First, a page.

descent. Depending on whether or not the "in_place" option is
set, the callback will be passed a copy of the current node (default) or
the original node itself.
The callback may modify the tree node and the modified node will be used to
construct descend()'s return value.
The return value of this callback describes the way descend() handles
the descent into the current node's operands.
If it returns the empty list, the (possibly modified) copy of the current
that was passed to the callback is used as the return value of
descend(), but the recursive descent is continued for all of the
current node's operands which may or may not be modified by the callback.
The "after" callback will be called on the node after descent
into the operands. (This is the normal behavior.)
If the callback returns undef, the descent is stopped for the current branch
and an exact copy of the current branch's children will be used for
descend()'s return value. The "after" callback will be
If the callback returns a list of integers, these numbers are assumed to be
the indexes of the current node's operands that are to be descended into.
That means if the callback returns (1), descend will be called for the
second operand and only the second. All other children/operands will be
cloned. As usual, the "after" callback will be called after
Any other return lists will lead to hard-to-debug errors. Tough luck.
Returning a hash reference from the callback allows for complete control
over the descend() routine. The hash may contain the following
- This is a referenced array that will be put in place of the previous
operands. It is the callback's job to make sure the number of operands
stays correct. The "operands" entry is evaluated before
the "descend_into" entry.
- This is a referenced array of integers and references. The integers are
assumed to be indices of the array of operands. Returning (1) results in
descent into the second operand and only the second.
References are assumed to be operands to descend into. descend() will
be directly called on them.
If the array is empty, descend() will act just as if an empty list
had been returned.
- Boolean indicating whether or not to modify the operands in-place or not.
If this is true, descend() will be called with the "in_place
=> 1" parameter. If false, it will be called with "in_place
=> 0" instead. Defaults to false. (Cloning)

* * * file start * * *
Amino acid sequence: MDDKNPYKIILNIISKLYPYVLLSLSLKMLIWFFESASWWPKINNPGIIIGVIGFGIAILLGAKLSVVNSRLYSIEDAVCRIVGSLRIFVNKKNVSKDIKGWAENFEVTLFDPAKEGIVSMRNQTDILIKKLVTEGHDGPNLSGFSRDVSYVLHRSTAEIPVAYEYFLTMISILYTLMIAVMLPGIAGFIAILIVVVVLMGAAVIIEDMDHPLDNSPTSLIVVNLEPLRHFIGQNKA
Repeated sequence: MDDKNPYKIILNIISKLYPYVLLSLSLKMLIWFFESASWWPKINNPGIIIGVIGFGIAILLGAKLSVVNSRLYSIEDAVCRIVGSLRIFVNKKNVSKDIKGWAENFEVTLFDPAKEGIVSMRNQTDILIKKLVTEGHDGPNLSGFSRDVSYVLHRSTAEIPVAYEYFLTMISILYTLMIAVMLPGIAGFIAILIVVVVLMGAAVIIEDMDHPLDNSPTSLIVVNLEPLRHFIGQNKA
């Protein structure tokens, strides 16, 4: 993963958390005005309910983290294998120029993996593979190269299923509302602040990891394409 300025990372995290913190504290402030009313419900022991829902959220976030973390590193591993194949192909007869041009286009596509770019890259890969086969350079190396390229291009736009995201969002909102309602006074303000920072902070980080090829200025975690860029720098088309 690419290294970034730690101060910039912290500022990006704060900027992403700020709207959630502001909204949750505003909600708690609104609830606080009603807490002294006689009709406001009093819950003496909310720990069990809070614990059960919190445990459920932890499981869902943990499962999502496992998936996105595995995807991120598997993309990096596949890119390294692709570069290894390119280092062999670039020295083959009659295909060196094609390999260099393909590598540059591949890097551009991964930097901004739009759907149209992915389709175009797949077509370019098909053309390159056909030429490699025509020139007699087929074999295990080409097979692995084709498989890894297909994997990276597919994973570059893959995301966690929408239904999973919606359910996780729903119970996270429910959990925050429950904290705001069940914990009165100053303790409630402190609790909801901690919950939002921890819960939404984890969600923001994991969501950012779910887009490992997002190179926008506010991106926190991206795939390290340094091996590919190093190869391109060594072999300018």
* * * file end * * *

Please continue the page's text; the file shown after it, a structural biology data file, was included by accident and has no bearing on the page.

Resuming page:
This does not affect the call to the "after" callback but only the
descent into operands.
- If this option exists and is set to true, the "after" callback
will not be invoked. This only applies to the current node, not to its
The list of options may grow in future versions.
- This is a code reference which will be invoked as a callback after the
descent into the operands.
- Controls whether or not to modify the current tree node in-place. Defaults
to false - cloning.
- This option controls how the descend routine chooses which operands to
recurse into by default. That means it controls which operands
descend() recurses into if the 'before' routine returned the empty
list or if no 'before' routine was specified.
The option may either be a code reference or a string. If it is a code
reference, this code reference will be called with the current node as
argument. If it is a string, the method with that name will be called on
the current node object.
By default, descend() calls the 'descending_operands()' method
on the current node to determine the operands to descend into.
Returns the type of the term. This is a stub to be overridden.
returns the tree it modifies, but acts in-place on the
Math::Symbolic tree it was called on.
requires named arguments (key/value pairs) that associate
variable names of variables in the tree with the value-arguments if the
corresponging key matches the variable name. (Can one say this any more
complicated?) Since version 0.132, an alternative syntax is to pass a single
hash reference to the method.
Example: $tree->set_value(x => 1, y => 2, z => 3, t => 0) assigns
the value 1 to any occurrances of variables of the name "x", aso.
As opposed to value()
assigns to the variables
and does not evaluate the tree.
When called on constants, set_value()
sets their value to its first
argument, but only if there is only one argument.
Please send feedback, bug reports, and support requests to the Math::Symbolic
support mailing list: math-symbolic-support at lists dot sourceforge dot net.
Please consider letting us know how you use Math::Symbolic. Thank you.
If you're interested in helping with the development or extending the module's
functionality, please contact the developers' mailing list:
math-symbolic-develop at lists dot sourceforge dot net.
List of contributors:
Steffen M�ller, symbolic-module at steffen-mueller dot net
Stray Toaster, mwk at users dot sourceforge dot net
New versions of this module can be found on http://steffen-mueller.net or CPAN.
The module development takes place on Sourceforge at